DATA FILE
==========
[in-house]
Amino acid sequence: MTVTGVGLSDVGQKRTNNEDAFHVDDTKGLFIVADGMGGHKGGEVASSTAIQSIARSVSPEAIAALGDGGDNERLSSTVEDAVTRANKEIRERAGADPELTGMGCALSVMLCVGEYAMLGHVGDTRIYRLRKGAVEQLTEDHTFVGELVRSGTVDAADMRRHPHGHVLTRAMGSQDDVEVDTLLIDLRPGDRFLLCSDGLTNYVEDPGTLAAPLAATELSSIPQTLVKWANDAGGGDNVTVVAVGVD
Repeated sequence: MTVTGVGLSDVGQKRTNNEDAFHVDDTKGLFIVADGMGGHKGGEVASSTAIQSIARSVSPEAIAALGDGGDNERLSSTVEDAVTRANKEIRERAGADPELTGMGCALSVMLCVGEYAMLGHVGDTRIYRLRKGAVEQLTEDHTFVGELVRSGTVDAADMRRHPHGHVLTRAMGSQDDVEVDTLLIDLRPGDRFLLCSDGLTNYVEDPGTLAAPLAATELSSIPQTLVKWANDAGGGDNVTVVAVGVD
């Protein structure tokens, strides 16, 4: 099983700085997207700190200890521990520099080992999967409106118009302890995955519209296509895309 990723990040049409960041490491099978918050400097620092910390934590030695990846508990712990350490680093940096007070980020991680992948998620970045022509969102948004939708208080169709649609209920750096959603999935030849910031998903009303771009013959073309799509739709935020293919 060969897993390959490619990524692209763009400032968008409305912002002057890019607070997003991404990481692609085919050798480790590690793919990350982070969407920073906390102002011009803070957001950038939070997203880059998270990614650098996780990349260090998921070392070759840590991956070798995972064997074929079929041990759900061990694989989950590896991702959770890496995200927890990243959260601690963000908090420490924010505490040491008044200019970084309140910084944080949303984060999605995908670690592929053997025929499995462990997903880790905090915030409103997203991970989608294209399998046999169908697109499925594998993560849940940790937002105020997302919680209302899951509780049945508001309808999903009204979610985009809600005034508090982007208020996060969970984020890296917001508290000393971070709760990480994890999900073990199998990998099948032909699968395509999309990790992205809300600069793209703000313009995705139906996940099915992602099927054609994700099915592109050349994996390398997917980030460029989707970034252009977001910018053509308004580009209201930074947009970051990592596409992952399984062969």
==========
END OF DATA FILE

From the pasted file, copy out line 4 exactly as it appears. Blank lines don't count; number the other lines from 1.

């Protein structure tokens, strides 16, 4: 099983700085997207700190200890521990520099080992999967409106118009302890995955519209296509895309 990723990040049409960041490491099978918050400097620092910390934590030695990846508990712990350490680093940096007070980020991680992948998620970045022509969102948004939708208080169709649609209920750096959603999935030849910031998903009303771009013959073309799509739709935020293919 060969897993390959490619990524692209763009400032968008409305912002002057890019607070997003991404990481692609085919050798480790590690793919990350982070969407920073906390102002011009803070957001950038939070997203880059998270990614650098996780990349260090998921070392070759840590991956070798995972064997074929079929041990759900061990694989989950590896991702959770890496995200927890990243959260601690963000908090420490924010505490040491008044200019970084309140910084944080949303984060999605995908670690592929053997025929499995462990997903880790905090915030409103997203991970989608294209399998046999169908697109499925594998993560849940940790937002105020997302919680209302899951509780049945508001309808999903009204979610985009809600005034508090982007208020996060969970984020890296917001508290000393971070709760990480994890999900073990199998990998099948032909699968395509999309990790992205809300600069793209703000313009995705139906996940099915992602099927054609994700099915592109050349994996390398997917980030460029989707970034252009977001910018053509308004580009209201930074947009970051990592596409992952399984062969």